Norway mourns, ponders impact of terror attacks
The terror attacks that killed 93 in Oslo Friday, apparently carried out by an ultranationalist, has stunned Norway. Now the country wonders what security changes will be made.
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More details, however, have surfaced concerning Breivik’s beliefs, which trend toward the extreme right and xenophobic end of the political spectrum. A 1,500-page manifesto, posted online hours before the attacks under the pseudonym Andrew Berwick, decries the rise of political correctness, "cultural Marxism," Islam, feminism and multiculturalism in Europe.Skip to next paragraph
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A 12-minute video was also posted online featuring images of crusaders and alarms against the rise of Islam. One of its warnings reads, “We believe that facilitating the growth of competing cultures within a nation will only result in the weakening of the nation through cultural/religious/ethnic conflict.”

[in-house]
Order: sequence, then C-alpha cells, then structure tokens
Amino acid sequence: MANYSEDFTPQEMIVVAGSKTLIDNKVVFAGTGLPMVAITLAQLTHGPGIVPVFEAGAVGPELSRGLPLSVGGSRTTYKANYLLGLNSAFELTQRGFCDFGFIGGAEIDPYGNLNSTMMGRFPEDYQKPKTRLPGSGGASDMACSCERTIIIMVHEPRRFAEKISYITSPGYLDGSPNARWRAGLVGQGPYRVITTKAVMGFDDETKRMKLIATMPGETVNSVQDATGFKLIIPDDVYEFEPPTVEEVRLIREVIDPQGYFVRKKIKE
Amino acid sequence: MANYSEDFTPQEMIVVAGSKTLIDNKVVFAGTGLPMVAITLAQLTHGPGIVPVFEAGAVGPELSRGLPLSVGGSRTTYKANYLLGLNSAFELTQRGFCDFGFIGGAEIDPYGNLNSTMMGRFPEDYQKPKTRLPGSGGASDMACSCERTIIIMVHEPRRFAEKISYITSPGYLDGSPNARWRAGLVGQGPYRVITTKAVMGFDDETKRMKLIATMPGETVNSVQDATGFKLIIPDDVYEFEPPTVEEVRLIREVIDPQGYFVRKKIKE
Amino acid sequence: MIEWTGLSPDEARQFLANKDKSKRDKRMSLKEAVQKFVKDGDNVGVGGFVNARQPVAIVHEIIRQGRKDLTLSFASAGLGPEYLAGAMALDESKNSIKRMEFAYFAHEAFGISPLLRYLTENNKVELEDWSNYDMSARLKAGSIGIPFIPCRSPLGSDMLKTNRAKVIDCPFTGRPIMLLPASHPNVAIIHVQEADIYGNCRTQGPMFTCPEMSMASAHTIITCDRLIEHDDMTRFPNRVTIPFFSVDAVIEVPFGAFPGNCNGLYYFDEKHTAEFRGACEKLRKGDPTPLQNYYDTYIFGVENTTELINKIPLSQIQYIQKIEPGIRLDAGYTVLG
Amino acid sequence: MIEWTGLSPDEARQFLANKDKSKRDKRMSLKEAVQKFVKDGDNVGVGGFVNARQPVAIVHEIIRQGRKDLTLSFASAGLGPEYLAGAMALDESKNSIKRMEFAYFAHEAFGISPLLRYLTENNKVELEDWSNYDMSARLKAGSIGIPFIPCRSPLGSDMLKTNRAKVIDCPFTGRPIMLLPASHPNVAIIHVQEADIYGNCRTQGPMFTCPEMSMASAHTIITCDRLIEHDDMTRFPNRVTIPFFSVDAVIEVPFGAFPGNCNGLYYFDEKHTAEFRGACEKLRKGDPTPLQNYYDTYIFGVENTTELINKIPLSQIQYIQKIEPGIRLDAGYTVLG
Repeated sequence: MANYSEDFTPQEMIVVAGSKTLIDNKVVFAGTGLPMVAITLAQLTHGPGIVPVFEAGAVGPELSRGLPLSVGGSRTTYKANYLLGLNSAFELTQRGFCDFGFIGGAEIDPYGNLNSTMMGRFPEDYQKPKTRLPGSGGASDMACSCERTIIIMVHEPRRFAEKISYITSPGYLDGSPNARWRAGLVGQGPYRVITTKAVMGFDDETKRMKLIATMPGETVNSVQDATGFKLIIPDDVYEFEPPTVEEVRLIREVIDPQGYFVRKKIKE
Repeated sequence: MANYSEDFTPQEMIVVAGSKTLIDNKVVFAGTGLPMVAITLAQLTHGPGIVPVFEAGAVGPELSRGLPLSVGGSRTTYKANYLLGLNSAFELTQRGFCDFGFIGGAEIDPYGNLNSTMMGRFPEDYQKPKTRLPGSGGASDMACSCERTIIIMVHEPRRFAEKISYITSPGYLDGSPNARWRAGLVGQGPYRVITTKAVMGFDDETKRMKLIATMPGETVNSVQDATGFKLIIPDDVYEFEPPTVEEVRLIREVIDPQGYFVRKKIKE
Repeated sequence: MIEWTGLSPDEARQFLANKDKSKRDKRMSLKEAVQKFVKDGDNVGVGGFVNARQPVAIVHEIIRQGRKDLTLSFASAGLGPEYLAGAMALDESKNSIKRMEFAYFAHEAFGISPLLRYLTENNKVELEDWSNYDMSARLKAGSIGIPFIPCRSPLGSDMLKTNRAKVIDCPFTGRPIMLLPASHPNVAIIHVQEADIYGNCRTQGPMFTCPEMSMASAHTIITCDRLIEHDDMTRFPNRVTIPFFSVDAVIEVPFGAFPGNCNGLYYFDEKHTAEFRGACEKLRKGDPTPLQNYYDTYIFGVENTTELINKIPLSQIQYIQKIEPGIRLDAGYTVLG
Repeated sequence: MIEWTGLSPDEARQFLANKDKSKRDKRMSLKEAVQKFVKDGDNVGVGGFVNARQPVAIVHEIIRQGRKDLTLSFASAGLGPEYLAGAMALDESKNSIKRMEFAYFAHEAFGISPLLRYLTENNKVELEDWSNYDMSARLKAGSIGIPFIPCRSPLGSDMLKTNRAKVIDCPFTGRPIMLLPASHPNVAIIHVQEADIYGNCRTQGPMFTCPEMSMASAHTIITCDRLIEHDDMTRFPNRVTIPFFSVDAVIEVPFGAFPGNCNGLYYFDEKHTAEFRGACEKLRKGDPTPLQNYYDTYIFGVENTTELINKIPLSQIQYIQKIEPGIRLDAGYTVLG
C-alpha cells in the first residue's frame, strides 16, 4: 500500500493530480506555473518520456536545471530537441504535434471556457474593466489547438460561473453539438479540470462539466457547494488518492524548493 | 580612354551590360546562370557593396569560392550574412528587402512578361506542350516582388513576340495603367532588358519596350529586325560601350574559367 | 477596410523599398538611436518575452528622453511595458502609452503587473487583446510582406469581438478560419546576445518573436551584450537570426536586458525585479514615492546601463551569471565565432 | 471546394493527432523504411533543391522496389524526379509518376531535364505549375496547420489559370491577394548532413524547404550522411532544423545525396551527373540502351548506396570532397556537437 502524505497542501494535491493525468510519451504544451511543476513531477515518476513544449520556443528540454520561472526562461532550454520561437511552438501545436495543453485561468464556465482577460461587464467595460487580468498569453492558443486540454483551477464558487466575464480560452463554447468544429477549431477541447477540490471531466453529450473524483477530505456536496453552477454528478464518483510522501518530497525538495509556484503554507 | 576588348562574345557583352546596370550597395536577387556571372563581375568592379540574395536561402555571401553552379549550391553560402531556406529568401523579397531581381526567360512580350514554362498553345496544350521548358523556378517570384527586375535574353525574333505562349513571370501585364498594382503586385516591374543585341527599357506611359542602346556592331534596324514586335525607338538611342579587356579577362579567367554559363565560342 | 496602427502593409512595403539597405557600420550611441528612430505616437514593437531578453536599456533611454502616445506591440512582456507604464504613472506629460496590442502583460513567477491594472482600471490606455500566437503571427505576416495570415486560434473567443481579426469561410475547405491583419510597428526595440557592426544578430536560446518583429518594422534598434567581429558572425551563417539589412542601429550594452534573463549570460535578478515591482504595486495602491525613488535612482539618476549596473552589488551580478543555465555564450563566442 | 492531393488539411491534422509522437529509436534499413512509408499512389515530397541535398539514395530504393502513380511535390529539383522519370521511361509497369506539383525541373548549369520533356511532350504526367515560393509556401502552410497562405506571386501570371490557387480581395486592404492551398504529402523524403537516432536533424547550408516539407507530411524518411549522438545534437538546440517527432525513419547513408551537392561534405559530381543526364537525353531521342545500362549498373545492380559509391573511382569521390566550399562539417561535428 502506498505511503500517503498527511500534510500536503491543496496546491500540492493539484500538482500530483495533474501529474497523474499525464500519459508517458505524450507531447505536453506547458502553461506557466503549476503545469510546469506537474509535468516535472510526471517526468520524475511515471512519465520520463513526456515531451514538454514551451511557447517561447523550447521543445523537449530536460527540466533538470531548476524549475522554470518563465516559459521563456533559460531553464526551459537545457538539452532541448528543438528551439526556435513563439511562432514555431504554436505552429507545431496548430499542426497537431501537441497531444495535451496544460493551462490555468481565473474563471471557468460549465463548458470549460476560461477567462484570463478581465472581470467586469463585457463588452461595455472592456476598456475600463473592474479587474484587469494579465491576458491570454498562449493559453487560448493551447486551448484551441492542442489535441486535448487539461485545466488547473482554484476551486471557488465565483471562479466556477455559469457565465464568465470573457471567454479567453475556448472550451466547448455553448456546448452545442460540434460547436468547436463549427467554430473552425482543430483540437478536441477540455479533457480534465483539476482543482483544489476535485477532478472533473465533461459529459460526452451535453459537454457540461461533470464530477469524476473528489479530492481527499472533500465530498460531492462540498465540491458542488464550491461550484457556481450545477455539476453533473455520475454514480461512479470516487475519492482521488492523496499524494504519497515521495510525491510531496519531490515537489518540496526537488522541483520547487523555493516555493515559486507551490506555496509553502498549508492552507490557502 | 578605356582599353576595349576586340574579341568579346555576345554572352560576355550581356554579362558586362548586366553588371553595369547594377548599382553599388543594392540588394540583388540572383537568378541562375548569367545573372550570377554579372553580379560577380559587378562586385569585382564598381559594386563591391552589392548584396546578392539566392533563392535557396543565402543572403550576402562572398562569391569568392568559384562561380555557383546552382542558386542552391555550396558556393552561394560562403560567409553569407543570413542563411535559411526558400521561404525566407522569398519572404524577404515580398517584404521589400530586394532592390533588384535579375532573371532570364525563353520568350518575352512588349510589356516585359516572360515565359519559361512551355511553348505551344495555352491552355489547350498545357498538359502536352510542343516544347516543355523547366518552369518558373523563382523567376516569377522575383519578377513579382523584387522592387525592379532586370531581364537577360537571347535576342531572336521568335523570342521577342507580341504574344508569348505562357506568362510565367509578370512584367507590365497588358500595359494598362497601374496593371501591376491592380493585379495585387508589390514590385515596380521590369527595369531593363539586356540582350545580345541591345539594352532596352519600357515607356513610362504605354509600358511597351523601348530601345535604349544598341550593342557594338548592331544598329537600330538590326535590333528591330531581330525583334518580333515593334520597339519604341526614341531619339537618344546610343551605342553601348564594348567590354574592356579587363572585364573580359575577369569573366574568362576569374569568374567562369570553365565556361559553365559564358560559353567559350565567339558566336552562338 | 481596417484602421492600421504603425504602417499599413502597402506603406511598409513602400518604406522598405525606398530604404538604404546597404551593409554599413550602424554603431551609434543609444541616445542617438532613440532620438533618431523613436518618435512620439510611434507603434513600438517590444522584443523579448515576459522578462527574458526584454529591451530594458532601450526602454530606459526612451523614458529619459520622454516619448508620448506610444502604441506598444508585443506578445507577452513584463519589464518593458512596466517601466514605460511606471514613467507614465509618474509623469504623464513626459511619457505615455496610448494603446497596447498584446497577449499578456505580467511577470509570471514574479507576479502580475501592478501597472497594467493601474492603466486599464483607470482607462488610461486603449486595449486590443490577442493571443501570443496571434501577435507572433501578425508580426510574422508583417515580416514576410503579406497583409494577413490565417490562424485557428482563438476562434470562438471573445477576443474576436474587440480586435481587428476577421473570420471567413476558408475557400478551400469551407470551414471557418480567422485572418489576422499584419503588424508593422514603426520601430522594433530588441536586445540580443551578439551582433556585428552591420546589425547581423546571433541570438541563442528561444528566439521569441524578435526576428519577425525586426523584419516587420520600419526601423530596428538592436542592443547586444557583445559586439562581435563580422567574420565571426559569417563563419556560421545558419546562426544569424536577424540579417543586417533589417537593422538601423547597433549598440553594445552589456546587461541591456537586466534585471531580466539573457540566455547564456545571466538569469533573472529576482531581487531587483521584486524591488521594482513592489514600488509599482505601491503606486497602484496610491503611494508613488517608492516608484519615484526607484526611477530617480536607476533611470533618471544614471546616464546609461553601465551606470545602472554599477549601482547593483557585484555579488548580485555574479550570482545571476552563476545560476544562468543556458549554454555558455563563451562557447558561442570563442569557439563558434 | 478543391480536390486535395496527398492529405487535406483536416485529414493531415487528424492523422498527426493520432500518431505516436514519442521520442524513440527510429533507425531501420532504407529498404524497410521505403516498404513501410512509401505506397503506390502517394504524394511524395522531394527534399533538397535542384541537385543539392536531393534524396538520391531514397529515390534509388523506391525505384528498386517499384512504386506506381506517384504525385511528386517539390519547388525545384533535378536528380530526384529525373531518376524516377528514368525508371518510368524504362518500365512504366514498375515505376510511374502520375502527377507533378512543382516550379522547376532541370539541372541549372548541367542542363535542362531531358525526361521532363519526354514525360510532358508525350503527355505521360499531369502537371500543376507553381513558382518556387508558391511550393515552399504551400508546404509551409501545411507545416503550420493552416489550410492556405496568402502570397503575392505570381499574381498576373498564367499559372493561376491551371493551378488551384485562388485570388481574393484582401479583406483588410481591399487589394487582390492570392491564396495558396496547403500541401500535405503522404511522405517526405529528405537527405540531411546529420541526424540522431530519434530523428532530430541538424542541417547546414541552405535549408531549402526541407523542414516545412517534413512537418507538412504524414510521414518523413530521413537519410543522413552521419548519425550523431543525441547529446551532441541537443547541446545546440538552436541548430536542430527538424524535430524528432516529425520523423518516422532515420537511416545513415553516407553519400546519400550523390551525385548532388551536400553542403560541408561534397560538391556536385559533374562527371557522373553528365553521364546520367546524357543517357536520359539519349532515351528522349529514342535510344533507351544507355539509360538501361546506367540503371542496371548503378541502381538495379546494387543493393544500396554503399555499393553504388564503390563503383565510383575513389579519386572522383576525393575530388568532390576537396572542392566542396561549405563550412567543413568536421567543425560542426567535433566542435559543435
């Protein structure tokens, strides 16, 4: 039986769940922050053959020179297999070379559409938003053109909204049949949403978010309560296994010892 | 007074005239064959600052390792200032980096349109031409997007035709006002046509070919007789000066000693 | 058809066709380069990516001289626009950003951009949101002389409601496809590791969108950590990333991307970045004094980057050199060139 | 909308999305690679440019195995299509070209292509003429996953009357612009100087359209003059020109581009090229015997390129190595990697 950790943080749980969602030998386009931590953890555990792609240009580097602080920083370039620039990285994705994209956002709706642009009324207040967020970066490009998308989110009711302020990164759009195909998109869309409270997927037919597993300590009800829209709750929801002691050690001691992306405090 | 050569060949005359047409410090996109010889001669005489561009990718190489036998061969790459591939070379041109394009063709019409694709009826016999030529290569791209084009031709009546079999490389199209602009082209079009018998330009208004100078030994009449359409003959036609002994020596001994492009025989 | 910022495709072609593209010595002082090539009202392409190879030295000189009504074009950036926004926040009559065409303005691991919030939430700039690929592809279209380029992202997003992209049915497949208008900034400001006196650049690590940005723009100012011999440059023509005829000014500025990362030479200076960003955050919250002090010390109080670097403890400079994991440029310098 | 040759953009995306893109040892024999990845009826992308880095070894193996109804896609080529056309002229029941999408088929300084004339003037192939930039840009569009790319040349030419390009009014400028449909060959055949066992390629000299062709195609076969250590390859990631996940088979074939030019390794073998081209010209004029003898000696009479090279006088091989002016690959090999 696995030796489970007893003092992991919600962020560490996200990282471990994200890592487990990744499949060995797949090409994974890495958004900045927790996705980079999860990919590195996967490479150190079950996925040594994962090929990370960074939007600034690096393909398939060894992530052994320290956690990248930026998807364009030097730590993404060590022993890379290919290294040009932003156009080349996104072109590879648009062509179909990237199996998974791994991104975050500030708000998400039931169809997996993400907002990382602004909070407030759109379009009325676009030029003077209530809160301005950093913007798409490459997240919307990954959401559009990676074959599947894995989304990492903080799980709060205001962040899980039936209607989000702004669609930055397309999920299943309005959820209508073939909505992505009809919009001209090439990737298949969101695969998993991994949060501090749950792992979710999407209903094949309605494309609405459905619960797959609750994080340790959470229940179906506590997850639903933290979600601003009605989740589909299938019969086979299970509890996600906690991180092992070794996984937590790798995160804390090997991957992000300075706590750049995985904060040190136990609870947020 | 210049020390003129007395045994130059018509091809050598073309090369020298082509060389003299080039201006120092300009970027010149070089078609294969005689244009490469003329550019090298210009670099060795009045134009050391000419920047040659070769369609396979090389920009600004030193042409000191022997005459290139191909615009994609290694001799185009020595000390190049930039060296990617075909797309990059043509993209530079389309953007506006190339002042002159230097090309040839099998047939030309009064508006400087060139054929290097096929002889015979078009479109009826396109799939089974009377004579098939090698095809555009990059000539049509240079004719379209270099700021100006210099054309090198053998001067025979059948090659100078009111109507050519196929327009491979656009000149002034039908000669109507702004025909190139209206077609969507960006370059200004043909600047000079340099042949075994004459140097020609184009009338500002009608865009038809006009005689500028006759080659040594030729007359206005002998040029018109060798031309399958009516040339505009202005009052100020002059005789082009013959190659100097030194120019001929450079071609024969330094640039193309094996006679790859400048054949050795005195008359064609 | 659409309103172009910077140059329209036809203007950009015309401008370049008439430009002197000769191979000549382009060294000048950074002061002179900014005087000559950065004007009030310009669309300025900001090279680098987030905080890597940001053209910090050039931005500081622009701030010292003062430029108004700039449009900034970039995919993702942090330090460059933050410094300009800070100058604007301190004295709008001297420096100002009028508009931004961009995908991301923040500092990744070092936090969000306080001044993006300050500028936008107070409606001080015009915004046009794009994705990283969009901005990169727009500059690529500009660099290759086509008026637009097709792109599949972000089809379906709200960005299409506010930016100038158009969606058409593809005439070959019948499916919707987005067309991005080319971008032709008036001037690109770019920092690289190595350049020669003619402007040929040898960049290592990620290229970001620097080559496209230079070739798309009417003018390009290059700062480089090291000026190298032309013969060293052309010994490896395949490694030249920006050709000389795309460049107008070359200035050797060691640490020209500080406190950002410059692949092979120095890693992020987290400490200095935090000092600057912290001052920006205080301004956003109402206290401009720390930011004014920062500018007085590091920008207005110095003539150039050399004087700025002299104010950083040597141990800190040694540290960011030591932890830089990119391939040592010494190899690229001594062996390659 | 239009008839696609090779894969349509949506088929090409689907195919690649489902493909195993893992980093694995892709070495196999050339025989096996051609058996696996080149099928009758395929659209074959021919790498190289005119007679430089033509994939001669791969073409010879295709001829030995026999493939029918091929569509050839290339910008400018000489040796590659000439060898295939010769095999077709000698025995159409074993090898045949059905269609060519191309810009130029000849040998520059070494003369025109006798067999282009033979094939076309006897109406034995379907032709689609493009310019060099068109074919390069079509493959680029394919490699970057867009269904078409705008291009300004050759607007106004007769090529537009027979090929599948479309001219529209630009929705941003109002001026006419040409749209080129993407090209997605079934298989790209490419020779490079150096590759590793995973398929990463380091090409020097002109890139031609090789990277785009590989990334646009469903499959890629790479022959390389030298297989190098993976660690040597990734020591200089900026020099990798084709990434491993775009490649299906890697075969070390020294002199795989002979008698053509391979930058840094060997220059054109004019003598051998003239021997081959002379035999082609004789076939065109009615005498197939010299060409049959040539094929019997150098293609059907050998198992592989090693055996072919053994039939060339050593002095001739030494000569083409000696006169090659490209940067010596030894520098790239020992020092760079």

The video ends with three pictures of Breivik and in one he is shouldering a rifle.
A changed Norway
Though people long for life in Norway to remain the same, many admit the way politicians and police conduct business will probably be altered by the attacks. Living in a small nation where violent crime is rare, Norwegians are accustomed to feeling safe anywhere and seeing high-ranking officials strolling alone through the streets.
“We want to be very normal these days,” says Nils Seljebo of Oslo. He recalls seeing the education minister just a week before the attacks passing through the city center. He said that sight would probably become rare. “She was just walking alone,” he says. “I think that will change.”
One high school student attending the memorial ceremony says both attacks, particularly the shooting spree, would forever mark his generation.
“I’ve never seen my friend like this,” says Simen Viken Grini about a friend who survived the massacre on the island of Utoya.
He says he took solace in the prime minister’s words urging people to look forward and stay strong. “I hope things will stay close to the same. We have an open society,” he says, though acknowledging “some changes have to be made.”
Video of mourning and reaction in Norway: